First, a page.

Connecting growers and gourmands

23 September 2019

Melisa Lim Siew Ming started her career in communications, with a major in broadcasting. "But I was burnt out within a couple of years, and sought out volunteering opportunities at a non-profit organisation instead," she said.

"When I was volunteering, I saw that Malaysia had parallel worlds. The urban world of broadcasting and communications is a long way from the world of subsistence farmers and rural communities. I started to think about how we might start to help these communities."

Melisa, together with three other non-profit colleagues, founded Langit Collective in 2015. The collective aims to improve the lives of Malaysian farmers.

"The farmers grow abundant, good-quality rice, but the supply chain is incomplete," explained Melisa. "They don't get high prices for their rice, and some of the rice is wasted because it doesn't reach the market."

"Langit was set up to be the connector between the farmers and the market. We recruit farmers, talk to them about crop quality and consistency, and encourage sustainable farming practices. And then we go to the market and sign up gourmet restaurants and luxury hotels to take the produce directly. A minimum of 35% of the retail proceeds go directly to the farmers."

Farmers in a Malaysian rice paddy. Photo credit: Langit Collective.

Melisa says the model is working well. The number of farmers and buyers has expanded, especially over the last couple of years as the enterprise gained more exposure.

"We find that we share similar values to a lot of the brand owners we are selling to, and they are happy to have a way to support local people," said Melisa.

"Most of our sales are domestic, though we do find that some people buy the products as souvenirs and take them overseas. The products travel much further than the producers."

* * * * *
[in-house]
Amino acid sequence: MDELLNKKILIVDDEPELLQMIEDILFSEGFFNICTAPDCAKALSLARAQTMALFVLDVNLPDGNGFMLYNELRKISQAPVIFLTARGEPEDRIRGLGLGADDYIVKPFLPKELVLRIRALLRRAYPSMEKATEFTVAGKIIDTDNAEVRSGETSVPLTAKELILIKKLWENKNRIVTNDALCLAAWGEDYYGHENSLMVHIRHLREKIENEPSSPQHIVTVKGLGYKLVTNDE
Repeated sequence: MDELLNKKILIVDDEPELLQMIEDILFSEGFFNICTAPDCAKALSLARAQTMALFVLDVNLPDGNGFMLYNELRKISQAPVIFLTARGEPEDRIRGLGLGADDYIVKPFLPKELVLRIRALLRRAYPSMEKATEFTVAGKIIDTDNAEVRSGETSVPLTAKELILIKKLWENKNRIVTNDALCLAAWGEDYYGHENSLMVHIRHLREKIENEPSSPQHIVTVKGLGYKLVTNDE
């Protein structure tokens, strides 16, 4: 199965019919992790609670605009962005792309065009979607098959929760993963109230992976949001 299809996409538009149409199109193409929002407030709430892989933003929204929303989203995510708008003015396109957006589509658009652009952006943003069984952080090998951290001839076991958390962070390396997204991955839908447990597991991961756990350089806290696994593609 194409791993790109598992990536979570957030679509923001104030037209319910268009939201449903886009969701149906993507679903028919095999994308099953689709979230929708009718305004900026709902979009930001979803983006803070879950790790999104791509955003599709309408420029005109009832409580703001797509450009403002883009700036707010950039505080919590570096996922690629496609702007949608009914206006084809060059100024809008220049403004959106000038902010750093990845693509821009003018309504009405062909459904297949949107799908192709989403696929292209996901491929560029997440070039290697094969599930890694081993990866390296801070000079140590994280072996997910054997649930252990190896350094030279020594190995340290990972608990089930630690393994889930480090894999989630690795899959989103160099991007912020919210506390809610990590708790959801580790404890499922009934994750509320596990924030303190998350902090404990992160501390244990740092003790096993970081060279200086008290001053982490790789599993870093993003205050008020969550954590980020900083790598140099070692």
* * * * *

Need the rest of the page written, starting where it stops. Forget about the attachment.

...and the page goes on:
"It's great that word about the collective and about the lives of Malaysian farmers spreads in this way. In one of our programs, we organise trips for tourists to let them experience Malaysian rural life. I think this helps people to understand and appreciate the artistry that goes into the planting and production of these quality products."

Melisa found out about the Australia-ASEAN Emerging Leaders Program (A2ELP) through social media. Launched in 2016, A2ELP brings together 15 young professionals from throughout the region in an eight-day workshop to share their experiences, learn new skills and expand their networks.

Melisa had known other people who attended the program previously. "They had very good reports of the program. I thought it was be a great opportunity to seek out new learnings beyond Malaysia, and gain new perspectives on our work," she said.

She is also hoping she might set up links to other professionals who can help to expand the work.

"We are trying to grow, so I would like to give a shout out to any professionals who can offer solutions and insights that could help us to improve our business processes. I'm really looking forward to meeting the other participants, and I'm sure we'll learn a lot from each other."

Langit Collective co-founder Melisa Lim (third from left) in Malaysia. Photo credit: Langit Collective.
Last Updated: 23 September 2019